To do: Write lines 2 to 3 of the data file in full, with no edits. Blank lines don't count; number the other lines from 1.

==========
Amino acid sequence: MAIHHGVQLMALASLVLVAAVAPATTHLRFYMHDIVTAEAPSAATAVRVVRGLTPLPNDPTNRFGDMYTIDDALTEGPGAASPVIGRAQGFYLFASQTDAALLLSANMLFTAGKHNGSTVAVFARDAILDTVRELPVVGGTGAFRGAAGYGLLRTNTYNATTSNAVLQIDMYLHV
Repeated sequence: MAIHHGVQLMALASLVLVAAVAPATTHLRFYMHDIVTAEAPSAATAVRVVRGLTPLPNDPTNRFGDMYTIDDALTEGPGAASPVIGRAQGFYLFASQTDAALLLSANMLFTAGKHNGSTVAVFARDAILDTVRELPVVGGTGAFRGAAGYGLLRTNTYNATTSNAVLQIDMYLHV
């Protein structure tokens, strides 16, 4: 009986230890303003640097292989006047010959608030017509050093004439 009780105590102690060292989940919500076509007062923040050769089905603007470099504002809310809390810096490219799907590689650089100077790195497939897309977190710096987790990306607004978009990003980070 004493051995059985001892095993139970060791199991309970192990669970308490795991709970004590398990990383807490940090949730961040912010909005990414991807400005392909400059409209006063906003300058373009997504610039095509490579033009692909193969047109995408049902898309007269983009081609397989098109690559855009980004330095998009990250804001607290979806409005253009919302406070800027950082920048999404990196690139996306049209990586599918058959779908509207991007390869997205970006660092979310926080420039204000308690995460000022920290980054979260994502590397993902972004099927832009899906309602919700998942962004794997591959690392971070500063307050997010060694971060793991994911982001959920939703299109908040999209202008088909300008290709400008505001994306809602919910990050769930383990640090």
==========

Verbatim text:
Repeated sequence: MAIHHGVQLMALASLVLVAAVAPATTHLRFYMHDIVTAEAPSAATAVRVVRGLTPLPNDPTNRFGDMYTIDDALTEGPGAASPVIGRAQGFYLFASQTDAALLLSANMLFTAGKHNGSTVAVFARDAILDTVRELPVVGGTGAFRGAAGYGLLRTNTYNATTSNAVLQIDMYLHV
């Protein structure tokens, strides 16, 4: 009986230890303003640097292989006047010959608030017509050093004439 009780105590102690060292989940919500076509007062923040050769089905603007470099504002809310809390810096490219799907590689650089100077790195497939897309977190710096987790990306607004978009990003980070 004493051995059985001892095993139970060791199991309970192990669970308490795991709970004590398990990383807490940090949730961040912010909005990414991807400005392909400059409209006063906003300058373009997504610039095509490579033009692909193969047109995408049902898309007269983009081609397989098109690559855009980004330095998009990250804001607290979806409005253009919302406070800027950082920048999404990196690139996306049209990586599918058959779908509207991007390869997205970006660092979310926080420039204000308690995460000022920290980054979260994502590397993902972004099927832009899906309602919700998942962004794997591959690392971070500063307050997010060694971060793991994911982001959920939703299109908040999209202008088909300008290709400008505001994306809602919910990050769930383990640090």